Michael Jesso’s Fabulous, Derailed – Are We Ready For The Electric Car?
With more and more automakers setting a deadline to stop production of gasoline engines by 2030, it’s putting unrealistic pressure on federal, provincial and local governments, power suppliers and the public in general.
Electric cars or EV’s require the same style of plug as an electric dryer, in either 30amp and 50amp form. You can plug them into a standard socket but that can take overnight to charge the battery and becomes really inconvenient, fast. So the problem becomes monumental when we get to a point where the general population will be driving EV’s. Right now our power grid and infrastructure is set up for the way we live, suddenly adding 4 million charging cars in Alberta each night to a grid that’s already at capacity just won’t work. We will blow a fuse so to speak. For a comparison, look at Newfoundland’s power supply. The island of 500,000 people has a grid that was set up knowing homes were being heated by wood or oil furnaces. As wood became scarce and oil became expensive, homeowners switched to electric heat placing extreme demand on the grid. It manages to work most of the time until you have a cold winter storm sweep across the island and everyone cranks the heat up. It over demands the grid and the power company’s switch to rolling blackouts to save the grid. In Alberta and most of Canada, the electric car requirements will cause the same problem. However, that’s just one problem.
Our country is dotted with major condominium projects that don’t offer electric outlets in their garages. The power panel in the building isn’t designed to have any electrical outlets added. In my condo building alone, our upgrade price would be north of $250,000, but even if we upgraded our building to accommodate electric vehicles, we still couldn’t plug our building into the grid because it’s not designed for it.
So how much does it cost to upgrade the grid? Billions in Alberta and trillions if we go right across Canada. Who pays for it? You will, most definitely. Right now none of the power companies that supply electricity are willing to pay for grid upgrades. The power companies are already government regulated, meaning even though they are private companies, the government tells them how much they can charge you for power. So if there’s no incentive or reasonable way for them to get their investment back, why would they. There’s no contract saying they have to.
If the electric car does become popular, or in the end, we are forced to buy them, we’re still gonna need somewhere to plug them in. Right now several big gas station chains are putting pressure on their franchisees to install changing stations. The idea is we plug our car in and have a coffee while we wait half an hour for a charge, but again, the question is who’s paying for the charging stations? Ripping up parking lots to run extension cords underground was never part of the game plan of owning a gas station. In a lot of major centres, there are changing stations taking up two or three stalls of city parking. It turns out those are privately-owned companies that the city has agreed to lease the parking spaces too, allowing them to make the money off charging.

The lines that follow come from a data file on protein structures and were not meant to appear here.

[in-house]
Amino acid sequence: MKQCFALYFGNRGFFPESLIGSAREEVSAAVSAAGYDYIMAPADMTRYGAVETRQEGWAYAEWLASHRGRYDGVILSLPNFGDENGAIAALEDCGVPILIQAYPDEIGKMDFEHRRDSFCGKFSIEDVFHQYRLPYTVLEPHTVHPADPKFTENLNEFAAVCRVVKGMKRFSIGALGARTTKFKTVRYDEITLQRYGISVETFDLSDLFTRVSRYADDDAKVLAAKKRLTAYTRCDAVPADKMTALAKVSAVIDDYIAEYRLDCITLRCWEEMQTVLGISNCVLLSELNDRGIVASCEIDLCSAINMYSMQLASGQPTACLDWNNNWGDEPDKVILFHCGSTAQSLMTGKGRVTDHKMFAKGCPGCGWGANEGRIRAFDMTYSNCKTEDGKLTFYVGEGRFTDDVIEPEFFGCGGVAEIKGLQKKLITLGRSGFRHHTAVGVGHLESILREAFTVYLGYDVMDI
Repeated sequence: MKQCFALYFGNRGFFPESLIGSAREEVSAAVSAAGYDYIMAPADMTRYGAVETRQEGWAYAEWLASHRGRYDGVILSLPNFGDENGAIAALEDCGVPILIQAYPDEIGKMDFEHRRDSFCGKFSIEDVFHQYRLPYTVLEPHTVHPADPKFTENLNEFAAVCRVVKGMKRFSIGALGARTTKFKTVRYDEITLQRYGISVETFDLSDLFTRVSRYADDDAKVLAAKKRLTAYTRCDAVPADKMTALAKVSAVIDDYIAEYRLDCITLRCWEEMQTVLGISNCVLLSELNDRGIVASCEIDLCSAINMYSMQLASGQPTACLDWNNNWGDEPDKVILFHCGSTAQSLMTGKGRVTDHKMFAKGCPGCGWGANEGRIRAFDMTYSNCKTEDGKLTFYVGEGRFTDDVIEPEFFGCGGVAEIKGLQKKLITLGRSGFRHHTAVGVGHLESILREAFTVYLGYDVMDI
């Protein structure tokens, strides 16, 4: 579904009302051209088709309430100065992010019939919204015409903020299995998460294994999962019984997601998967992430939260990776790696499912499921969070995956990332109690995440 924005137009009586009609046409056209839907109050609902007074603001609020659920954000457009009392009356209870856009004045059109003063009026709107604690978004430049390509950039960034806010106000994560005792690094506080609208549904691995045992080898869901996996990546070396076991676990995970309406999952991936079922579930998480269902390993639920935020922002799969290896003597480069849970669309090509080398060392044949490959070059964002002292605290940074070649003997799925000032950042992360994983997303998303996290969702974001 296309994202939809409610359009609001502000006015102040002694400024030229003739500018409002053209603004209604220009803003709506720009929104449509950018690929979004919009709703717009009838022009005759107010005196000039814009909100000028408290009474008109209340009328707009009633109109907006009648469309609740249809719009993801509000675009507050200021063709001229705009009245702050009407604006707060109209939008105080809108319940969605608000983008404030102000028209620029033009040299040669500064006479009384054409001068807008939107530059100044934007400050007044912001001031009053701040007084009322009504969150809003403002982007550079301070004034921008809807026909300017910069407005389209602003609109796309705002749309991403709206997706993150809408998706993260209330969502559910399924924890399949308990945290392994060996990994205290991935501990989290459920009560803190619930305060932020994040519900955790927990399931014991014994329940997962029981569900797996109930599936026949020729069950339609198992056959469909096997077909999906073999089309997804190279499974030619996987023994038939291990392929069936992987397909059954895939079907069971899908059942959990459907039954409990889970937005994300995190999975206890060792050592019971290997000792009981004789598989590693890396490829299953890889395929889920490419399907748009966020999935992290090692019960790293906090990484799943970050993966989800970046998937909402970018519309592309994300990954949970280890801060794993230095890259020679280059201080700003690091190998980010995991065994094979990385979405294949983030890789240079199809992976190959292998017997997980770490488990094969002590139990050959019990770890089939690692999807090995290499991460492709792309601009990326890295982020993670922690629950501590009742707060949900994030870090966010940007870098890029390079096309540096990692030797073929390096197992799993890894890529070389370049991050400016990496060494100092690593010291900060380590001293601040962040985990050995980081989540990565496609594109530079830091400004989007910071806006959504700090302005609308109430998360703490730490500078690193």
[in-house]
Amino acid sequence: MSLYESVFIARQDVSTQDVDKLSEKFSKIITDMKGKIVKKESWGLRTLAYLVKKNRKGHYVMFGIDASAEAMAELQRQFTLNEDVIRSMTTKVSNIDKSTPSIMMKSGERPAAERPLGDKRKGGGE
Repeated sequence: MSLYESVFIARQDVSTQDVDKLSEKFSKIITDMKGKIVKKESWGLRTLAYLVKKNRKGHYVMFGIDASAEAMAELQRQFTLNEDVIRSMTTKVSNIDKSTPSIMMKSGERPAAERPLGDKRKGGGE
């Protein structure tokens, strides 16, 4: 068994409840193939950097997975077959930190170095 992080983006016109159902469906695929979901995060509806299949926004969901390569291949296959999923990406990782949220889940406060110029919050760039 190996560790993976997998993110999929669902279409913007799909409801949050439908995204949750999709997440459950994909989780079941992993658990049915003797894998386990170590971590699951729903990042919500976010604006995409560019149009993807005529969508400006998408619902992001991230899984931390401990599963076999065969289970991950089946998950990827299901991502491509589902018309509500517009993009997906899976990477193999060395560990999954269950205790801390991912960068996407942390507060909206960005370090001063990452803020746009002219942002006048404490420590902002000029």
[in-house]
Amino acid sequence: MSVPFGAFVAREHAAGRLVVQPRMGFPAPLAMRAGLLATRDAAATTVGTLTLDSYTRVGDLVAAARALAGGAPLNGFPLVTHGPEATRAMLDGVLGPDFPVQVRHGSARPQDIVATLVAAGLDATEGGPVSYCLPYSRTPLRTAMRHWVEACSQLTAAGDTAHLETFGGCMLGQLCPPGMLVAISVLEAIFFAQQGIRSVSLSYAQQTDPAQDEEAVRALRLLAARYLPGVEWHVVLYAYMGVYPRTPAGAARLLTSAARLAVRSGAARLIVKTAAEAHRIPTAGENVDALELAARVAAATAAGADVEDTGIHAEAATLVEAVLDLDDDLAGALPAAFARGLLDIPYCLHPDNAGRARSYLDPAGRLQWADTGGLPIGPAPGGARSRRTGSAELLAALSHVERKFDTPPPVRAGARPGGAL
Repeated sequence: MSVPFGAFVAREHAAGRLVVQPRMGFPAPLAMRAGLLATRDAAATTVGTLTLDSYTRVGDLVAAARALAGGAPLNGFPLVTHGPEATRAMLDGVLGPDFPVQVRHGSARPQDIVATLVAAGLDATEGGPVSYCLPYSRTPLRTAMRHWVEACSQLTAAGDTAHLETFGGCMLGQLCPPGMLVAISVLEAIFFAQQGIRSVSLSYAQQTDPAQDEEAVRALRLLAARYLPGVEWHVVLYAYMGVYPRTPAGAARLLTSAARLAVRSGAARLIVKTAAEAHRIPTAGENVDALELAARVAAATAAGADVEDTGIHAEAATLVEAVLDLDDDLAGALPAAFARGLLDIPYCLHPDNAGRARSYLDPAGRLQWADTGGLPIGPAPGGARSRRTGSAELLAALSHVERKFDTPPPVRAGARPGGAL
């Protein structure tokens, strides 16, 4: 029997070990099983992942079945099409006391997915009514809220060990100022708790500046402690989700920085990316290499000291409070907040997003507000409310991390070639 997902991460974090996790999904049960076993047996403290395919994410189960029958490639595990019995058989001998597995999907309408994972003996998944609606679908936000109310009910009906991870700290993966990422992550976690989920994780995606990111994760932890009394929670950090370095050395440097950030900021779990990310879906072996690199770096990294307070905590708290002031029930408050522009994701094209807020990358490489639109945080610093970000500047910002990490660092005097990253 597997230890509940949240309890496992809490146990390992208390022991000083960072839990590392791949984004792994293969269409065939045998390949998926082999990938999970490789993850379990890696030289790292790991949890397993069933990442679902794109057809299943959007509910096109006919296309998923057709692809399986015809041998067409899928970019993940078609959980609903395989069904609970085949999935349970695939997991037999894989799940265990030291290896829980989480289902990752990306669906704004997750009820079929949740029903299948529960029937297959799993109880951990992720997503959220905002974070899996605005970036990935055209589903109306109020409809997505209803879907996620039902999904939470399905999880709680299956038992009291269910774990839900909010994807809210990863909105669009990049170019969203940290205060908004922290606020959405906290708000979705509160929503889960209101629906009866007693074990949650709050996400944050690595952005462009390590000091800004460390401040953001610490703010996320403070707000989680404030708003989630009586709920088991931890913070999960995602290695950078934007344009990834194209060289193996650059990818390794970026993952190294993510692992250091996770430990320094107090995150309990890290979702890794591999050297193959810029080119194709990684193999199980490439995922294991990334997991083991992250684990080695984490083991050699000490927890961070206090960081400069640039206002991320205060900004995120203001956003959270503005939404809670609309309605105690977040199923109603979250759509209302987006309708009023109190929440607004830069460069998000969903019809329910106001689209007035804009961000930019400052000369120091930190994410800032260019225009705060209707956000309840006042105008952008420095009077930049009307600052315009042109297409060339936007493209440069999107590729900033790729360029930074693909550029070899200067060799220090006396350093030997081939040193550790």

From the top of the government all the way down, we need to figure this problem out. For the last 15 years, people who bought fully electric cars or hybrids qualified for a rebate but all that money has run out. Can we upgrade the grid? Can we produce enough power? What’s the cost to consumers? If it’s left unchecked you are going to see a lot of people surprised when they turn their lease back in 2030 or 2031 and realize they have an electric cord that doesn’t plug in anywhere. Personally, I’m curious to see if Canada will look like Cuba in 30 years with everyone keeping the last of the gasoline cars alive? Only time will tell.
If you have a spare minute, reach out to your local Mayor, MLA or MP and let them know how you feel about this issue. Change starts with you.
A Fort McMurray staple, Michael Jesso is a renaissance man. He is an opinion-sharer, a car aficionado, a cooking show host, and a stand-up comedian.
He tells it like it is, and has his finger on the pulse of what is happening at all times. He is connected, in the know, incredibly invested in the community, and has the most contagious laugh. Not to mention the most epic party pad in all of Fort McMurray.